From the back seat of the old Chevette, heading north, the boy asked his question into the restless air. He had on a T-shirt big enough for a big man and he was being cooked by the late-August sun streaming in on his side.
He asked, “What’s the worst thing you’ve ever done?”
There was a moment’s pause, during which his father kept silent behind the wheel and his mother turned to face him in the back. “Well,” she said, “there was that murder I committed last year.”
He smiled for a fraction of a second, then waited.
How small and by himself he looked to her, wedged there between the hot window and a pile of pillows. He needed a haircut, that crazy thatch of coppery hair. And a towel draped across the window to block out the sun. And a mother whose mind was not so far away. A different mother, she thought, shifting her gaze to whatever answer she might find beyond the windows.
They were moving through beautiful country. The landscape opened up and closed in, opened up into valleys then closed in with mountains, but she was somewhere else now, on the back roads of the heart. Into view (dimming the green hills and valleys and turning them grey) came that article she had edited to make someone rich and successful look vain, poor slob; occasions when she had shaken her children and squeezed their young arms as hard as she could; abusive, scalding things she had said to her husbands, including the one beside her; and friends she had hurt. And then there was the secret she had kept. But whether that was a good thing or a bad thing, a best thing or a worst, she had never been able to fathom.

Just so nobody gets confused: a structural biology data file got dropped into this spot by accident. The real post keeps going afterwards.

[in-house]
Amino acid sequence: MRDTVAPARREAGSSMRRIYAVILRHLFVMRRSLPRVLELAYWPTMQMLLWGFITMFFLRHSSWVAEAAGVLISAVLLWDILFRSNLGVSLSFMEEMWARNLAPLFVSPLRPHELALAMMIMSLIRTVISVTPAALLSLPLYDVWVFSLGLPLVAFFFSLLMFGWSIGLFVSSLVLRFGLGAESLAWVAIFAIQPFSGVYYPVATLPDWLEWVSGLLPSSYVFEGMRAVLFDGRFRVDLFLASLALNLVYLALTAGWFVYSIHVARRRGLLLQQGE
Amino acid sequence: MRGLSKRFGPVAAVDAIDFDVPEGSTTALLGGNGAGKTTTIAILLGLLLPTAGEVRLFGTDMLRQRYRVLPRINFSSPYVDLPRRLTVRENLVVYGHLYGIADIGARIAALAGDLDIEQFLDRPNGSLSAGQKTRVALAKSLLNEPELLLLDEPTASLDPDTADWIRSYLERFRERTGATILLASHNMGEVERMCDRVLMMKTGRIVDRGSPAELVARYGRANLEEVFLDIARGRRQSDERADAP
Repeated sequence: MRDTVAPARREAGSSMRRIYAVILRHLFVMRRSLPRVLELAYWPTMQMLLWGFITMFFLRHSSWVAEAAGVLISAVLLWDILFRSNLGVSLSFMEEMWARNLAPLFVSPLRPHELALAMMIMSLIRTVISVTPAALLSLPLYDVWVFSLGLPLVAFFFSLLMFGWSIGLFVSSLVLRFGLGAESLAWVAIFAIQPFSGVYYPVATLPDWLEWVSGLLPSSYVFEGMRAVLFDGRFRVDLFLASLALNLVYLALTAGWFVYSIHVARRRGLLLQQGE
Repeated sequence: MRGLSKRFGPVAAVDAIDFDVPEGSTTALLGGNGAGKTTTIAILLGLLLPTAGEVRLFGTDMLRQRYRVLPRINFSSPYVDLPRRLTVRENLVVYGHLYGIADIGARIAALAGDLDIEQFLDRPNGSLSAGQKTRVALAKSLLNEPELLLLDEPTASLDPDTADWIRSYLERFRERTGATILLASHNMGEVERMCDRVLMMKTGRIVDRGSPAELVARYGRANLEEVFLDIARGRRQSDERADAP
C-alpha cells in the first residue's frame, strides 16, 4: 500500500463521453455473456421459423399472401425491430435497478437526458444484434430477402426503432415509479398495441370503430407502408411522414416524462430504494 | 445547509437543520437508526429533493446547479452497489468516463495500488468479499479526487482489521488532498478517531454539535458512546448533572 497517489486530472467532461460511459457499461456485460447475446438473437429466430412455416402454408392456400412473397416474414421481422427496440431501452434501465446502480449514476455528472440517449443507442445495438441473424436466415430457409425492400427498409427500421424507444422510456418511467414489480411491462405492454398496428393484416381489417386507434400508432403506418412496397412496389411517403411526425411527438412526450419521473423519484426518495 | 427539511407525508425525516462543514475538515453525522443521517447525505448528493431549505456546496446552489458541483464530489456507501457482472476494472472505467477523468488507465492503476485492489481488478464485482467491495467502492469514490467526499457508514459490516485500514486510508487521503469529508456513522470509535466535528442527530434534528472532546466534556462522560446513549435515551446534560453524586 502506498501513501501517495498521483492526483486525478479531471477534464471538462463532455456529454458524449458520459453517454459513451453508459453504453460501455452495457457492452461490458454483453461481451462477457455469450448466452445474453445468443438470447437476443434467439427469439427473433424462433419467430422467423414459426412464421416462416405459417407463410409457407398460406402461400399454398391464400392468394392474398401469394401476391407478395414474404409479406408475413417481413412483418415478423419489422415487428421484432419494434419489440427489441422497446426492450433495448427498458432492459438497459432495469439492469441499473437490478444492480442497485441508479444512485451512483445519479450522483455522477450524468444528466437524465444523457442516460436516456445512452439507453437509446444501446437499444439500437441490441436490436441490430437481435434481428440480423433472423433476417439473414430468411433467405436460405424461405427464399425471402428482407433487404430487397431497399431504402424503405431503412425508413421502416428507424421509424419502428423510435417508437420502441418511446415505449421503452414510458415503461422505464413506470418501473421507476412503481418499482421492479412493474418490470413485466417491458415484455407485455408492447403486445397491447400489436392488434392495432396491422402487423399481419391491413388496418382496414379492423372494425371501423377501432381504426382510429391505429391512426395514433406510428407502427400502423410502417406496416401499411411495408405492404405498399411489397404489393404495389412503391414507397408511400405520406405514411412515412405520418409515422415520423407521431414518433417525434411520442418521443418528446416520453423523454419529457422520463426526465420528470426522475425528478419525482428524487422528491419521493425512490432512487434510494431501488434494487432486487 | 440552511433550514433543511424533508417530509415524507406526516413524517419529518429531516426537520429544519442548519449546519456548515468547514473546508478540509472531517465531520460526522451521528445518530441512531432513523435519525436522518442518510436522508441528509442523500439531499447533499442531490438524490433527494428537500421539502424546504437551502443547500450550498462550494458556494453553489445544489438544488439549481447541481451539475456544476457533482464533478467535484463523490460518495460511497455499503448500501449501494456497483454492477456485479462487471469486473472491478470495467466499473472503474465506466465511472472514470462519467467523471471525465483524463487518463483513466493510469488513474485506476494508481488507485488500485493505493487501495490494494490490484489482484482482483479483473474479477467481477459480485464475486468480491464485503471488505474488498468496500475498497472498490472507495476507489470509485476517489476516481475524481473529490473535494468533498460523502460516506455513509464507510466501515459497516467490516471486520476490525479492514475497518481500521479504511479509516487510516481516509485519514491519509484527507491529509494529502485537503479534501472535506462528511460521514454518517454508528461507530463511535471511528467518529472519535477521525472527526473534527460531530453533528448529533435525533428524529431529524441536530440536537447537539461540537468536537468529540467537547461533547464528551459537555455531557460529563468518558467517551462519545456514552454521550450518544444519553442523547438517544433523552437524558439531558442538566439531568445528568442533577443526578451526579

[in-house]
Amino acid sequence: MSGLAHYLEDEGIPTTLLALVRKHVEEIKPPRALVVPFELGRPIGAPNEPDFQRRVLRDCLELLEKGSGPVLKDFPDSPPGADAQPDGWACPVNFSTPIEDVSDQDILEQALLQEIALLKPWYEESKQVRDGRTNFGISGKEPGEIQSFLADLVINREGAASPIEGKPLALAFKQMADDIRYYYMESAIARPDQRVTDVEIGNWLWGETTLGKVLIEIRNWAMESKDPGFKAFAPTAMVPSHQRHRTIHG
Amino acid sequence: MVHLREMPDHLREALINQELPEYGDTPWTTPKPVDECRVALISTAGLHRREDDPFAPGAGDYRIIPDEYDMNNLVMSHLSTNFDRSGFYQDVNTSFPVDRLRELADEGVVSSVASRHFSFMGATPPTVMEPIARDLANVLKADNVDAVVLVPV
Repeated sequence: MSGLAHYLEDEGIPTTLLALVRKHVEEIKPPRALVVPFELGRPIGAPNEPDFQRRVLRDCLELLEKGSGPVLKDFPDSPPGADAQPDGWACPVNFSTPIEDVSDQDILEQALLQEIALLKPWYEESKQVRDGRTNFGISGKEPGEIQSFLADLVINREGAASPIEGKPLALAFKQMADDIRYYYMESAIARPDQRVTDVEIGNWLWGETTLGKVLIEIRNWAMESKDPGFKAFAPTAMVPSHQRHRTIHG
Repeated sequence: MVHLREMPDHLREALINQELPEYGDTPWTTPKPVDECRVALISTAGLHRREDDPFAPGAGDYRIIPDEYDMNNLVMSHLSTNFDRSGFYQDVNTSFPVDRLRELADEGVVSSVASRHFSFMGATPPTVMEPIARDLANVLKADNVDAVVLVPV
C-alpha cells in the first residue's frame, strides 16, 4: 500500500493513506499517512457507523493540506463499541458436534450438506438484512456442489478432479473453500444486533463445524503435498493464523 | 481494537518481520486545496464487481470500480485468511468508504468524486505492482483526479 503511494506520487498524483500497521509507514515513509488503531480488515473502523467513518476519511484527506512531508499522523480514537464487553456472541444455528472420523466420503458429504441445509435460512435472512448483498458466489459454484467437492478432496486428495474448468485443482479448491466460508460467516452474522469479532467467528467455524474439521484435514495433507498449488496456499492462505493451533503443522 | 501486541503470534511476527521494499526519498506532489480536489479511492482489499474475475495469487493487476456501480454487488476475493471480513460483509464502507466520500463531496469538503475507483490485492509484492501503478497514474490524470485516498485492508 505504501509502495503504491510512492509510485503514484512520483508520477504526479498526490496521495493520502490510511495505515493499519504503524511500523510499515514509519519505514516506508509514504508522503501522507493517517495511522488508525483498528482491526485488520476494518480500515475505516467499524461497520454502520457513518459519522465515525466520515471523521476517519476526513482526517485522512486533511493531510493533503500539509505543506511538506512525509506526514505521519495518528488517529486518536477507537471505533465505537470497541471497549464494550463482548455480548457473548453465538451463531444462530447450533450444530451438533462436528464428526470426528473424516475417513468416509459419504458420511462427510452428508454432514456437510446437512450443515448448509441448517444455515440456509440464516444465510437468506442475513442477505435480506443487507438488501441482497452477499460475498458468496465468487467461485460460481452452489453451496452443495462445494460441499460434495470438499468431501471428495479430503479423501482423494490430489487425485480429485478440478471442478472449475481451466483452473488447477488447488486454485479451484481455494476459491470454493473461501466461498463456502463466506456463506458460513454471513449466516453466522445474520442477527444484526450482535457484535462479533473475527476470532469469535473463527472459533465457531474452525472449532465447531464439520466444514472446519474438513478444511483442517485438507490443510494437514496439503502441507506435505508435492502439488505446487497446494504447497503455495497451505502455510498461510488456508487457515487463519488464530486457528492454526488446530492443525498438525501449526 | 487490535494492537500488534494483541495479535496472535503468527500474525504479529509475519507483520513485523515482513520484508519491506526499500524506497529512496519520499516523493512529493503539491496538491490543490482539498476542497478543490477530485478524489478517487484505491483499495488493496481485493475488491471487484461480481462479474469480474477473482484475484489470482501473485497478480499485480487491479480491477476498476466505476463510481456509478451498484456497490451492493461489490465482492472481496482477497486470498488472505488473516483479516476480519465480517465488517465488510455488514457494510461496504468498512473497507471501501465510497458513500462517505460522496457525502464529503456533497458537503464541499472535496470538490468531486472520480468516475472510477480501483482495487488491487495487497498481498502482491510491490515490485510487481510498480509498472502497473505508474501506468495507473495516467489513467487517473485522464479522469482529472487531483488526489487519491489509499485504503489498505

“I’ll have to think about it, Jim,” she said, turning to look at him again. She was a small woman, sinewy, strong, at times indolent, who tanned easily except for the shiny scar in the middle of her forehead. Anyone could have told her something else she didn’t know: her steady eyes were exactly like his.